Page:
If I were more savvy to the Internets, I would have posted this last week to coincide with July 4th. But my reflections are slow and it takes awhile for thoughts to form. You see, over the last week, I’ve been thinking about finales.
A deluge of near Biblical proportions postponed July 4th fireworks in Richmond this year. As a consolation to our children who had been prepping for pyrotechnics all weekend, we allowed them to watch fireworks on television.* As soon as the fireworks began my six year-old son began saying, “I think this is the finale.”
Obviously, he was excited about the firework finale. I couldn’t blame the kid. And I didn’t have the heart to tell him that the display would continue for at least 15 minutes. (Plus, it was pretty funny to hear his self-assured ‘finale’ refrain every twenty seconds.)
Part of the magic of good fireworks is that they exceed expectations. The scale, the sound, the beauty, the feel— it goes beyond what we think it ever could. Even adults are tricked into thinking the finale has arrived before it really has.
All this thinking about finales got me thinking about God’s finale. The finale (or to use the theological word, consummation) of God’s work of salvation will be beyond our wildest expectations. Like a fireworks finale to a six-year-old, it will be an astonishing audio-visual spectacular. And there will be signs and preludes to the finale that many will mistake for the end. We will be caught saying ‘This is the finale’ before the true end. And when the true end comes, we will be floored by its magnitude and majesty.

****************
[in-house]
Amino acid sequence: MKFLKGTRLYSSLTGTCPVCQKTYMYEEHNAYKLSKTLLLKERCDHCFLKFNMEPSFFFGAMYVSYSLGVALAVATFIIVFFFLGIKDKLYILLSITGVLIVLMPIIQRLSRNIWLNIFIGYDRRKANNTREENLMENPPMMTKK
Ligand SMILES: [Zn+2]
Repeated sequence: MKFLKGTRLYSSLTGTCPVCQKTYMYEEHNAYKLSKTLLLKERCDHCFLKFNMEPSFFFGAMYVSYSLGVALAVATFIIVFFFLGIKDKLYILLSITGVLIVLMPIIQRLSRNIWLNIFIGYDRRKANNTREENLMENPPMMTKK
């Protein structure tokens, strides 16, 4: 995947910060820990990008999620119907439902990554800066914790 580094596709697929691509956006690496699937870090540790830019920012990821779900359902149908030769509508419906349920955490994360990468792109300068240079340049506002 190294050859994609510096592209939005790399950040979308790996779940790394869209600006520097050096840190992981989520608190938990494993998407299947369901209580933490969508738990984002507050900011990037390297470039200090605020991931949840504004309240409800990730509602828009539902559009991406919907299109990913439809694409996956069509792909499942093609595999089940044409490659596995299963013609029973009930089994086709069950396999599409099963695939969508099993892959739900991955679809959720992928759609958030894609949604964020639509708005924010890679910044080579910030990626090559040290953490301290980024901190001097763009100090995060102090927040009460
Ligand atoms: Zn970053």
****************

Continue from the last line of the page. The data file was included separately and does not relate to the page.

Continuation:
The last book of the Bible—Revelation—offers a few glimpses of God’s glorious finale:
A multitude will cry out in thunderous and booming voice, like the conclusion of a fireworks show or like the roaring waters of Niagara falls. It will be deafening. Visceral.
“Then I heard what seemed to be the voice of a great multitude, like the roar of many waters and like the sound of mighty peals of thunder, crying out, ‘Hallelujah! For the Lord our God the Almighty reigns.'" (Revelation 19:6)
The sight of it will be brilliant, shining light into darkness, the brightness of noon in the middle of the night.
“And the city has no need of sun or moon to shine on it, for the glory of God gives it light, and its lamp is the Lamb. By its light will the nations walk, and the kings of the earth will bring their glory into it, and its gates will never be shut by day—and there will be no night there.” (Revelation 21:23-25)
A Good Finale
Finally, like an effective fireworks finale, the consummation of salvation history will be good! It will be stirring and reassuring and comforting. People walking away from a good fireworks display are joyful. They’ve been awakened, stirred, moved by the power.
For those with faith, God’s salvation finale will be overwhelmingly good. In that moment faith will be translated into a palpable sensation of God’s goodness and presence. And then, all present, united in wide-eyed astonishment, will agree in one voice: “This is the finale.”
*Admittedly, televised fireworks lose something in translation—namely the booms that explode in your ears and reverberate in your chest.